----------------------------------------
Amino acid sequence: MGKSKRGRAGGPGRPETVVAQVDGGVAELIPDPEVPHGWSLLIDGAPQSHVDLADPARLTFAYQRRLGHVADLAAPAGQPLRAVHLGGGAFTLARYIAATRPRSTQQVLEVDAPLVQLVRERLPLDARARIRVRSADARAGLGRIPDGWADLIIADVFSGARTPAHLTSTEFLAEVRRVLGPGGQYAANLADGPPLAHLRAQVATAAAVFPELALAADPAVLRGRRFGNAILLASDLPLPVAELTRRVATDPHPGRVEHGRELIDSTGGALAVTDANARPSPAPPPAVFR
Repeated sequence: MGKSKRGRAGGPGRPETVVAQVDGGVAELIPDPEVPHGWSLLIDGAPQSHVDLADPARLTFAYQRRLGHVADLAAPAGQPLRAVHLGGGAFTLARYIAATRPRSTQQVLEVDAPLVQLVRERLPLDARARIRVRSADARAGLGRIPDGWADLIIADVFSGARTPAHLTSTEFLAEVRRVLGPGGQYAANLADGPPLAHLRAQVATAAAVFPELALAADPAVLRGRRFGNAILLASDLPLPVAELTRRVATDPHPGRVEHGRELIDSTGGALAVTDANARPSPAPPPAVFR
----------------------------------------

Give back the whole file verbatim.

Amino acid sequence: MGKSKRGRAGGPGRPETVVAQVDGGVAELIPDPEVPHGWSLLIDGAPQSHVDLADPARLTFAYQRRLGHVADLAAPAGQPLRAVHLGGGAFTLARYIAATRPRSTQQVLEVDAPLVQLVRERLPLDARARIRVRSADARAGLGRIPDGWADLIIADVFSGARTPAHLTSTEFLAEVRRVLGPGGQYAANLADGPPLAHLRAQVATAAAVFPELALAADPAVLRGRRFGNAILLASDLPLPVAELTRRVATDPHPGRVEHGRELIDSTGGALAVTDANARPSPAPPPAVFR
Repeated sequence: MGKSKRGRAGGPGRPETVVAQVDGGVAELIPDPEVPHGWSLLIDGAPQSHVDLADPARLTFAYQRRLGHVADLAAPAGQPLRAVHLGGGAFTLARYIAATRPRSTQQVLEVDAPLVQLVRERLPLDARARIRVRSADARAGLGRIPDGWADLIIADVFSGARTPAHLTSTEFLAEVRRVLGPGGQYAANLADGPPLAHLRAQVATAAAVFPELALAADPAVLRGRRFGNAILLASDLPLPVAELTRRVATDPHPGRVEHGRELIDSTGGALAVTDANARPSPAPPPAVFR